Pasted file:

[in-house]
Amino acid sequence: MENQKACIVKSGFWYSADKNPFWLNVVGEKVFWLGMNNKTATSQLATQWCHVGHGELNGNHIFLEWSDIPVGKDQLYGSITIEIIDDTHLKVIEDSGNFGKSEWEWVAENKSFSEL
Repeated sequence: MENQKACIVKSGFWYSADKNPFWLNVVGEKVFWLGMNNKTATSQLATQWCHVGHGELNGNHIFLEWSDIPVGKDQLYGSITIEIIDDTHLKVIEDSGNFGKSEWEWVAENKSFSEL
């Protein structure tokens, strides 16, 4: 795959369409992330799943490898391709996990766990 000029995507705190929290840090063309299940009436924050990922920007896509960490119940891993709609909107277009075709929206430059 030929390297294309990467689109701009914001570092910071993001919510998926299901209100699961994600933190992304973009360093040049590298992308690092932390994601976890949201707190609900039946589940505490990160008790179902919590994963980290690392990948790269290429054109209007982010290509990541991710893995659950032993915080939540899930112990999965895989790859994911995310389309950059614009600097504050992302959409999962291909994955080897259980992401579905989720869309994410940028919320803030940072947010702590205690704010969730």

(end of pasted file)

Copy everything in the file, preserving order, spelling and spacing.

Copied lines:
[in-house]
Amino acid sequence: MENQKACIVKSGFWYSADKNPFWLNVVGEKVFWLGMNNKTATSQLATQWCHVGHGELNGNHIFLEWSDIPVGKDQLYGSITIEIIDDTHLKVIEDSGNFGKSEWEWVAENKSFSEL
Repeated sequence: MENQKACIVKSGFWYSADKNPFWLNVVGEKVFWLGMNNKTATSQLATQWCHVGHGELNGNHIFLEWSDIPVGKDQLYGSITIEIIDDTHLKVIEDSGNFGKSEWEWVAENKSFSEL
């Protein structure tokens, strides 16, 4: 795959369409992330799943490898391709996990766990 000029995507705190929290840090063309299940009436924050990922920007896509960490119940891993709609909107277009075709929206430059 030929390297294309990467689109701009914001570092910071993001919510998926299901209100699961994600933190992304973009360093040049590298992308690092932390994601976890949201707190609900039946589940505490990160008790179902919590994963980290690392990948790269290429054109209007982010290509990541991710893995659950032993915080939540899930112990999965895989790859994911995310389309950059614009600097504050992302959409999962291909994955080897259980992401579905989720869309994410940028919320803030940072947010702590205690704010969730």